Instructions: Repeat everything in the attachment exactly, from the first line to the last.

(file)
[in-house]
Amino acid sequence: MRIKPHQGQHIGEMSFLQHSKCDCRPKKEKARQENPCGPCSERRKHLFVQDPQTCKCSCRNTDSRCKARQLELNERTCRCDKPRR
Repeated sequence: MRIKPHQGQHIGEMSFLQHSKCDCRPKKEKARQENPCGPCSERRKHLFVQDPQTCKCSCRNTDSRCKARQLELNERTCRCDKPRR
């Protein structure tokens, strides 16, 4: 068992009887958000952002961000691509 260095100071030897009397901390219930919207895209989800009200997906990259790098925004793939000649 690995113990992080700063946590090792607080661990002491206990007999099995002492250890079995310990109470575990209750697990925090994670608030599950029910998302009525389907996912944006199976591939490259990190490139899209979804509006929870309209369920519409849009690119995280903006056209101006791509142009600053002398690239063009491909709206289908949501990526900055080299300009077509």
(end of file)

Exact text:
[in-house]
Amino acid sequence: MRIKPHQGQHIGEMSFLQHSKCDCRPKKEKARQENPCGPCSERRKHLFVQDPQTCKCSCRNTDSRCKARQLELNERTCRCDKPRR
Repeated sequence: MRIKPHQGQHIGEMSFLQHSKCDCRPKKEKARQENPCGPCSERRKHLFVQDPQTCKCSCRNTDSRCKARQLELNERTCRCDKPRR
């Protein structure tokens, strides 16, 4: 068992009887958000952002961000691509 260095100071030897009397901390219930919207895209989800009200997906990259790098925004793939000649 690995113990992080700063946590090792607080661990002491206990007999099995002492250890079995310990109470575990209750697990925090994670608030599950029910998302009525389907996912944006199976591939490259990190490139899209979804509006929870309209369920519409849009690119995280903006056209101006791509142009600053002398690239063009491909709206289908949501990526900055080299300009077509």